What people are saying - Write a review
We haven't found any reviews in the usual places.
Other editions - View all
action Admiral Admiralty afterwards Agamemnon anchor army arrived attack Bastia batteries battle boats brave British fleet Cadiz called Captain Collingwood command Commander-in-Chief Corsica court Danes Danish deck despatches duty Earl St Edited enemy enemy's English feelings fire flag force France French French Revolution frigates Genoa Genoese guns Hardy History of England honour hope Horatio Nelson introduction and notes island King Lady Hamilton Lady Nelson land letter Lieutenant Lord Hood Lord Nelson Mediterranean Minorca Naples naval navy Neapolitan never occasion officers orders port Portrait present Prince Professor received replied Robert Calder sail School seamen sent seventy-four ships shore shot signal Sir Hyde Sir John Sir John Orde Sir William Sir William Hamilton soon Southey Southey's Spanish squadron station taken thought tion took Toulon Trafalgar troops Troubridge vessels victory Vincent whole wind wish wounded wrote
Page 145 - It is now sixteen or seventeen years since I saw the queen of France, then the dauphiness, at Versailles; and surely never lighted on this orb, which she hardly seemed to touch, a more delightful vision. I saw her just above the horizon, decorating and cheering the elevated sphere she just began to move in, glittering like the morning star, full of life, and splendour, and joy.
Page 285 - Take care of my dear Lady Hamilton, Hardy; take care of poor Lady Hamilton. Kiss me, Hardy," said he. Hardy knelt down and kissed his cheek, and Nelson said: "Now I am satisfied. Thank God, I have done my duty!" Hardy stood over him in silence for a moment or two, then knelt again and kissed his forehead. "Who is that?" said Nelson; and being informed, he replied: "God bless you, Hardy.
Page 284 - Hardy observed that he hoped Mr. Beatty could yet hold out some prospect of life. " Oh no ! " he replied, " it is impossible ; my back is shot through. Beatty will tell you so.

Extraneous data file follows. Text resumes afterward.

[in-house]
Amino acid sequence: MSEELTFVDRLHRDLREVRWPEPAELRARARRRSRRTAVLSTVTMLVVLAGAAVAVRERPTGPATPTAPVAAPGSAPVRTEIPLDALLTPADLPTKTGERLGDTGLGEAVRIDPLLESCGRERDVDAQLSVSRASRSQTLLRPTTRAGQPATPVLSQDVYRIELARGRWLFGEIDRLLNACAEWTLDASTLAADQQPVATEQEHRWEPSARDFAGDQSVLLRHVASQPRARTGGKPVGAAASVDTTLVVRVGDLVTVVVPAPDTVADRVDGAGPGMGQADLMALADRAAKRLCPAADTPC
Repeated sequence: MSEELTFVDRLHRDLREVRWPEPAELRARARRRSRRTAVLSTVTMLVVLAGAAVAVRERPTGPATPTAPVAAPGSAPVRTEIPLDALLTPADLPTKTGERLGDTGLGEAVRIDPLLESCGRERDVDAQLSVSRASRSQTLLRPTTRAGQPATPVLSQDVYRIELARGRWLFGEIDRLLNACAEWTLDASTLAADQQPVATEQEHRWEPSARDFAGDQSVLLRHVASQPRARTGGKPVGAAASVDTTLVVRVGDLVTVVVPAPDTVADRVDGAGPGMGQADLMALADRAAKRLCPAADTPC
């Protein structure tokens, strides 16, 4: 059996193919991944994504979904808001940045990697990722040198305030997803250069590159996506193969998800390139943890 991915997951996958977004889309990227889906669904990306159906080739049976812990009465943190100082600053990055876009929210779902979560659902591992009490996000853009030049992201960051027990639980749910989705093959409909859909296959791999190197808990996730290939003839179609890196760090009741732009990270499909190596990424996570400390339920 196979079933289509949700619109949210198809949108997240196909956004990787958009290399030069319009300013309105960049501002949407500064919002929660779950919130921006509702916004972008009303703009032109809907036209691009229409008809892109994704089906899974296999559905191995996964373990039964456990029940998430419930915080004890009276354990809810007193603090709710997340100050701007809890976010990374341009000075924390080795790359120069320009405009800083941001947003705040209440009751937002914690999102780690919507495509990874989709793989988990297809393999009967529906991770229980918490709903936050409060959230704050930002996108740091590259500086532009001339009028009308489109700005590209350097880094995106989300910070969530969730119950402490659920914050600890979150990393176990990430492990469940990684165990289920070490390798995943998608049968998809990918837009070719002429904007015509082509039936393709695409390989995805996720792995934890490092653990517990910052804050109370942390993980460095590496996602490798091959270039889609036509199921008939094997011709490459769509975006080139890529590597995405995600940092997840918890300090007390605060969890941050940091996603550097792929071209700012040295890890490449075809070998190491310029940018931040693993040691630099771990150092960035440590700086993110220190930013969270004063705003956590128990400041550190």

Page 208 - A shot through the mainmast knocked the splinters about; and he observed to one of his officers with a smile,
Page 285 - Captain Hardy, some fifty minutes after he had left the cockpit, returned ; and, again taking the hand of his dying friend and commander, congratulated him on having gained a complete victory. How many of the enemy were taken he did not know, as it was impossible to perceive them distinctly ; but fourteen or fifteen at least. " That's well, cried Nelson,
Page xii - Around me I behold, Where'er these casual eyes are cast, The mighty minds of old: My never-failing friends are they, With whom I converse day by day. With them I take delight in weal And seek relief in woe; And while I understand and feel How much to them I owe, My cheeks have often been bedew'd With tears of thoughtful gratitude.
Page 241 - He left him her portrait in enamel, calling him his dearest friend; the most virtuous, loyal, and truly brave character he had ever known. The codicil, containing this bequest, concluded with these words: "God bless him, and shame fall on those who do not say amen.
Page 273 - May the great God, whom I worship, grant to my country, and for the benefit of Europe in general, a great and glorious victory ; and may no misconduct in any one tarnish it ; and may humanity after victory be the predominant feature in the British fleet ! For myself individually, I commit my life to Him that made me; and may His blessing alight on my endeavours for serving my country faithfully!
Page 75 - Now, had we taken ten Sail, and had allowed the eleventh to escape when it had been possible to have got at her, I could never have called it well done.
Page 282 - French ship received her with a broadside; then instantly let down her lower-deck ports, for fear of being boarded through them, and never afterwards fired a great gun during the action. Her tops, like those of all the enemy's ships, were filled with riflemen. Nelson never placed musketry in his tops; he had a strong dislike to the practice, not merely because it endangers setting fire to the sails, but also because it is a murderous sort of warfare, by which individuals may suffer, and a commander,...